SOS!

Today in History, August 11, 1909:

The first American use of “SOS” to call for assistance at sea. Diamond Shoals extends many miles into the Atlantic Ocean from Cape Hatteras, North Carolina, and are considered to be the “Graveyard of the Atlantic”, one of the most dangerous areas of the east coast.

On today’s date the SS Arapahoe was off the shoals when the ship lost it’s screw (propeller). Wireless operator T. D. Haubner sent the SOS

signal and help was dispatched from Hatteras.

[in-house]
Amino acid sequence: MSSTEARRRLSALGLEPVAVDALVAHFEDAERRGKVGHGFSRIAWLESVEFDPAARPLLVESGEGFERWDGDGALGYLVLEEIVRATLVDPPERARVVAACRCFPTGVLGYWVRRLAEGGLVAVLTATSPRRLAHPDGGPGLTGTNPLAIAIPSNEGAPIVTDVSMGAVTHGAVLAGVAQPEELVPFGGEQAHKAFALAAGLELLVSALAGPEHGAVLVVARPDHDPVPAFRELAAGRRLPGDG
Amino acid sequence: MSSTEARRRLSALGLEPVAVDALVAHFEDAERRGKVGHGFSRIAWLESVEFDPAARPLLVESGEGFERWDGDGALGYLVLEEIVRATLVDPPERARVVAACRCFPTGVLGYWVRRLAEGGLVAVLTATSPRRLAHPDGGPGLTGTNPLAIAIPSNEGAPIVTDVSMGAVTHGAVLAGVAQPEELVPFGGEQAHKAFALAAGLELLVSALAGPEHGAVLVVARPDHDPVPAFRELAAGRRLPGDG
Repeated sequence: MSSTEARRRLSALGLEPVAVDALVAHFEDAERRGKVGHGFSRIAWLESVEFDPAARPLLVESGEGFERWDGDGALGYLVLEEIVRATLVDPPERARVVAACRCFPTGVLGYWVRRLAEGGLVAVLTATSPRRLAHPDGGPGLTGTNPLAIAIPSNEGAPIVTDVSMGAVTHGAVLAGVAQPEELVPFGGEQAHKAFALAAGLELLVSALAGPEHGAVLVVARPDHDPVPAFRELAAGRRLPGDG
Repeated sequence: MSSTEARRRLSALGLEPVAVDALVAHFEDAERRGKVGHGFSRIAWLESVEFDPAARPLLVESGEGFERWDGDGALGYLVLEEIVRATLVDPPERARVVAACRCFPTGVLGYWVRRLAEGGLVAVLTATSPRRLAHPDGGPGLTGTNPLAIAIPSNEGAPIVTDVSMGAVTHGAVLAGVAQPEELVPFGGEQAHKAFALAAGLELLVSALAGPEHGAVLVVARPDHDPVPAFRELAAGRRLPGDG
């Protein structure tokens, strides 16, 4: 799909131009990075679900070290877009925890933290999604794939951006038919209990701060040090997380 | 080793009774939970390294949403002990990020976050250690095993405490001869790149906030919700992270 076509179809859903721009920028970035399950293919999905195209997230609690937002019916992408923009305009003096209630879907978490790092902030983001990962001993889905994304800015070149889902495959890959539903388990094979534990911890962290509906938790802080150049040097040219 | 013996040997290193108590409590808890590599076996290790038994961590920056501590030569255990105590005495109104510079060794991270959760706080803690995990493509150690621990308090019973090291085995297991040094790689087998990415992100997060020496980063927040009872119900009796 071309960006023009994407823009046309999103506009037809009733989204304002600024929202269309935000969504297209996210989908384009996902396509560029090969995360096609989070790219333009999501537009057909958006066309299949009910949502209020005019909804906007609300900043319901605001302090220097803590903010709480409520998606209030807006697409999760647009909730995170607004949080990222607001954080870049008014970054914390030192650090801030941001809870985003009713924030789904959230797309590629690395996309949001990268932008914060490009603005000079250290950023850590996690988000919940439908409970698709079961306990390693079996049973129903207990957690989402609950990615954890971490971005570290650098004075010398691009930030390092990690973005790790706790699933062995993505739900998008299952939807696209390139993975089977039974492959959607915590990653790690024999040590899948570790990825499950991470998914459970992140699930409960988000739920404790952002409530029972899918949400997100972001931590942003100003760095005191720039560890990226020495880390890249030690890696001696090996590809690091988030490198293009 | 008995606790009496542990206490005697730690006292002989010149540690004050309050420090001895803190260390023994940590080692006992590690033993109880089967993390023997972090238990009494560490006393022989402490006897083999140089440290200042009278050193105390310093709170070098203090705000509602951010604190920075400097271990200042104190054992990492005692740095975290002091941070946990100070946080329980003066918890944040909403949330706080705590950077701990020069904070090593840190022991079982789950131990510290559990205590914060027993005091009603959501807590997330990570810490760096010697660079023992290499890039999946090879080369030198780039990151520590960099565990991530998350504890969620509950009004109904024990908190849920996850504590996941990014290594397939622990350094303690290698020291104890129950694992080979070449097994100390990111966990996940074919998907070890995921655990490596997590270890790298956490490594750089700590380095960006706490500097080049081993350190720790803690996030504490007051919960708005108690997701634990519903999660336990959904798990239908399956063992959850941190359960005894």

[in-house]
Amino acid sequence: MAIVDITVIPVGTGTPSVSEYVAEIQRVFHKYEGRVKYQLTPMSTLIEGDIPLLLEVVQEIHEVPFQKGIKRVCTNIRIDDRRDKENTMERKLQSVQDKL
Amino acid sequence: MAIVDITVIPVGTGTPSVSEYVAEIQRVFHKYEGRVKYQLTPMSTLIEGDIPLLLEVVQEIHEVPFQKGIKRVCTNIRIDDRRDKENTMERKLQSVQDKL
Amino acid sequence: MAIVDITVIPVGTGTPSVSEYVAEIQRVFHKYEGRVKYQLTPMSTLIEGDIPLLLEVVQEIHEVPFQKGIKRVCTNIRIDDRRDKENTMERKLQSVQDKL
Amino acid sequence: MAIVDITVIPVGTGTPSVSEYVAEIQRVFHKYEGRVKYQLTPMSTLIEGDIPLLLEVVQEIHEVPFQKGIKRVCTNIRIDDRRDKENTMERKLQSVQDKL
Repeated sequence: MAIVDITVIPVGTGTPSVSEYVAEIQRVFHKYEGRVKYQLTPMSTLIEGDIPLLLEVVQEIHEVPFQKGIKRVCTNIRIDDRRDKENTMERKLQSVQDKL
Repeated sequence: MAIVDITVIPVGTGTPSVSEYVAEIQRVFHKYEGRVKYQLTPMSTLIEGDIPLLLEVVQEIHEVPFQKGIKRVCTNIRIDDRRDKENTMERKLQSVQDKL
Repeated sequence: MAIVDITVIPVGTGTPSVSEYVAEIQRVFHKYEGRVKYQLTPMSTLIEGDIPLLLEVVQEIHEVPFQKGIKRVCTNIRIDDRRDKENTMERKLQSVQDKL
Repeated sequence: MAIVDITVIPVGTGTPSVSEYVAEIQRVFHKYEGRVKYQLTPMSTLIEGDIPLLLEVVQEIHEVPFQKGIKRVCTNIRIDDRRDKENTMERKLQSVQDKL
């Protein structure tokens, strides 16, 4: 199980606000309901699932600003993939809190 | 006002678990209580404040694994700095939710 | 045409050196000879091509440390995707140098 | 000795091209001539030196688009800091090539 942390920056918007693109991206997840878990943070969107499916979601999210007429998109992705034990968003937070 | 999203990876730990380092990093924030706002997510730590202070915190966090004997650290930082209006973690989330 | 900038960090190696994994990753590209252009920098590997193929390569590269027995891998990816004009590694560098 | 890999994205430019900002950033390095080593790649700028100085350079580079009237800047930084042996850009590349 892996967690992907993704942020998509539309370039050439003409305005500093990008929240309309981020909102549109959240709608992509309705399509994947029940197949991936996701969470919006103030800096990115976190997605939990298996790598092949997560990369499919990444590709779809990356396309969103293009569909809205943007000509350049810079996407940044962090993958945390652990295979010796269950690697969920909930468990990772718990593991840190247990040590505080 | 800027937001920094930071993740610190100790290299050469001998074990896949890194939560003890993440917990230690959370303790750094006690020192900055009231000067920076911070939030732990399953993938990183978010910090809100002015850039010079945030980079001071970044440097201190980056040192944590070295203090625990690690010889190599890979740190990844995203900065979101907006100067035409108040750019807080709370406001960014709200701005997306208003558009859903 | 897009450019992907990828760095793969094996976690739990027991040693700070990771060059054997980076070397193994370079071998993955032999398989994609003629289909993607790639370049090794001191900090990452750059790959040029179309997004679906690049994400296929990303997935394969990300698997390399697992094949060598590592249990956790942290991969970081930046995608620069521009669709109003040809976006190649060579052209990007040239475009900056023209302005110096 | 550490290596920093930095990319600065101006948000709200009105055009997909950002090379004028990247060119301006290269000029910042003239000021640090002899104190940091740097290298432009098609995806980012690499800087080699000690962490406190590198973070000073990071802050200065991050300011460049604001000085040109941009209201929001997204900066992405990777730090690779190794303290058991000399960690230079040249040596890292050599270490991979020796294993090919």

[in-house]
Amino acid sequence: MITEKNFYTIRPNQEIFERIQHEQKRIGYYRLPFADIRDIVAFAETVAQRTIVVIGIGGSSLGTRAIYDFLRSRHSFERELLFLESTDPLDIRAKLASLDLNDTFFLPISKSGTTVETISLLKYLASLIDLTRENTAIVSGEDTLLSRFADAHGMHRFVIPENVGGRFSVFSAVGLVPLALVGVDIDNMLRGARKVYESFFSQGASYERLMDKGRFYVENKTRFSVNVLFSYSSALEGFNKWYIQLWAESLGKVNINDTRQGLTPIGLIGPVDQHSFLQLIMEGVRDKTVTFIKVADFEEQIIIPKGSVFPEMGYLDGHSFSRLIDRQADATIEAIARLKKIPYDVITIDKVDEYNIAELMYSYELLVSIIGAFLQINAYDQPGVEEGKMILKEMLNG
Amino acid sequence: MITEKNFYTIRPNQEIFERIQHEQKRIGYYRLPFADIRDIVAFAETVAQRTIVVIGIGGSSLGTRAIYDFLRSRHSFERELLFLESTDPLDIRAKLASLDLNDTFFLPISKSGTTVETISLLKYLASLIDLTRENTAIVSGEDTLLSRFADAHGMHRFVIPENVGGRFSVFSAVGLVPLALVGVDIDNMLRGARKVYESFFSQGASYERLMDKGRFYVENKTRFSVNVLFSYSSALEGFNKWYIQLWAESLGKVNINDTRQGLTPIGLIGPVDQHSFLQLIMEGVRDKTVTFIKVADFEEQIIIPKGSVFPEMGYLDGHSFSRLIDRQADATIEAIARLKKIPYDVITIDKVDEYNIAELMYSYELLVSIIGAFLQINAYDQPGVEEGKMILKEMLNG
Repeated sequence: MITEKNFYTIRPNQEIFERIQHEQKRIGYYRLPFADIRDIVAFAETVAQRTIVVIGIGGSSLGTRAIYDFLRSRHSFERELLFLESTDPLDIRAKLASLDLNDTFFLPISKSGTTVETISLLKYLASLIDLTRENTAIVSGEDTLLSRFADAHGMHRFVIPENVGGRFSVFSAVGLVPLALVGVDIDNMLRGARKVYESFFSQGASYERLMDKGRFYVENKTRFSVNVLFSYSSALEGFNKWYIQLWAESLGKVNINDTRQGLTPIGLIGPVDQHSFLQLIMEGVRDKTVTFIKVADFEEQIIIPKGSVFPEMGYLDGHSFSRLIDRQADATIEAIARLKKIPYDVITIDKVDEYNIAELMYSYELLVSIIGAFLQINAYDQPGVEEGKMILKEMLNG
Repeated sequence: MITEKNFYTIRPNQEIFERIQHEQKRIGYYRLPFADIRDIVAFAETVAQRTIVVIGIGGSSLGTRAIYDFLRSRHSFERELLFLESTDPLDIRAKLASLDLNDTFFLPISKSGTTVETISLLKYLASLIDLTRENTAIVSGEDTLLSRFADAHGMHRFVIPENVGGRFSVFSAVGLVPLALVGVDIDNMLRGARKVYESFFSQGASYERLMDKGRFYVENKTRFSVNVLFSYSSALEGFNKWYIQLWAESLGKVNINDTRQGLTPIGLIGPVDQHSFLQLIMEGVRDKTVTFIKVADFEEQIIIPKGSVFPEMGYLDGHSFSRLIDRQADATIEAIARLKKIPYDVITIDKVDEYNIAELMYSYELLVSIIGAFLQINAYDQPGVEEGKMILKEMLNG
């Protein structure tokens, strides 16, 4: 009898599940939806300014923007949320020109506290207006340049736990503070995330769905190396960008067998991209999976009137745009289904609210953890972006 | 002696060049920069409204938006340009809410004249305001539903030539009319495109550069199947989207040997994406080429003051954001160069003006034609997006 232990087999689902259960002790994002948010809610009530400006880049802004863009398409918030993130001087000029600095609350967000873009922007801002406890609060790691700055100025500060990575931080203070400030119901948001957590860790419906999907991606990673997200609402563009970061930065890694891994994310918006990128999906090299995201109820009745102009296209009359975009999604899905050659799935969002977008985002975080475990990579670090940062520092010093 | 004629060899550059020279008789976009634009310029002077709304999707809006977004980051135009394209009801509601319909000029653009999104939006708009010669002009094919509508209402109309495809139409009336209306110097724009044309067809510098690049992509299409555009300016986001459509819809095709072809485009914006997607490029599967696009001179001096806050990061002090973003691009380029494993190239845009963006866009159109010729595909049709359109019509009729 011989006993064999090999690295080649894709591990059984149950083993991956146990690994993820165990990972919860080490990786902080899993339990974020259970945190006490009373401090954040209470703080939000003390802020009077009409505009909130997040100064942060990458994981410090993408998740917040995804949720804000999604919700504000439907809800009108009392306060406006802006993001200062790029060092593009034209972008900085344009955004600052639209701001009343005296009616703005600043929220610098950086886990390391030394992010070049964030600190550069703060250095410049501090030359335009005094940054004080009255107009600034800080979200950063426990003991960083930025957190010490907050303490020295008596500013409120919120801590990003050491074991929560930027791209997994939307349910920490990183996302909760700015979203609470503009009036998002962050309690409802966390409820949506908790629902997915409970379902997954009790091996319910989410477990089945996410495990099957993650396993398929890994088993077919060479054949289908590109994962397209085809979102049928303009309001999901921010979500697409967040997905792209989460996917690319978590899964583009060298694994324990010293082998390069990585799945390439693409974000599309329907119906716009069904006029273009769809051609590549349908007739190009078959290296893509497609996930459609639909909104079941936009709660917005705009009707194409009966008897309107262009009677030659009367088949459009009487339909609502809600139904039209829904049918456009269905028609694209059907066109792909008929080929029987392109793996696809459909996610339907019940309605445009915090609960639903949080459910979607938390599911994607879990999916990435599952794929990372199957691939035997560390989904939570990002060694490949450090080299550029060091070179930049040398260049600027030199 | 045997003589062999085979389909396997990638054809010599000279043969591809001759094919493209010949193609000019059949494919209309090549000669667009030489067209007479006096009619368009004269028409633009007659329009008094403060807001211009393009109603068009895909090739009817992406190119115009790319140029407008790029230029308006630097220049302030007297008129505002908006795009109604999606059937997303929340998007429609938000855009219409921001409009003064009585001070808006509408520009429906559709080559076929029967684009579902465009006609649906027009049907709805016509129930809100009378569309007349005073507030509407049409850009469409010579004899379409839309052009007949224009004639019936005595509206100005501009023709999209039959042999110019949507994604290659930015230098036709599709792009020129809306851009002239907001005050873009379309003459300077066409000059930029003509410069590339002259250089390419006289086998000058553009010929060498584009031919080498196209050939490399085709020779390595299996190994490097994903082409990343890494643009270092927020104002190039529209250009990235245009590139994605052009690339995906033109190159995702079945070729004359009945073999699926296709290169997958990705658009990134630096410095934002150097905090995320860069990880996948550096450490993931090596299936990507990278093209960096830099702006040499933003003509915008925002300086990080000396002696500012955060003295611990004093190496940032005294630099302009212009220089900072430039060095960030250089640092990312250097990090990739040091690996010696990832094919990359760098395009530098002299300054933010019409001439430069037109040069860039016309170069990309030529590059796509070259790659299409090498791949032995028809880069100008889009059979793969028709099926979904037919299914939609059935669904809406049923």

A few months later the Arapahoe was the first to respond to the second use of SOS by the SS Iroquois…so that Haubner and the Arapahoe are the first to have sent and the first to have responded to the signal (ship-wise).

Many (including me until today) believe the signal stands for “Save our Ship” or “Save our Souls”. Neither is true. After using several other codes to signal distress, the international sailing community settled on SOS because the code for the letters in Morse code are easy to send under stress and easily understood, and some of the previous signals weren’t. …—… dot dot dot, dash dash dash, dot dot dot.

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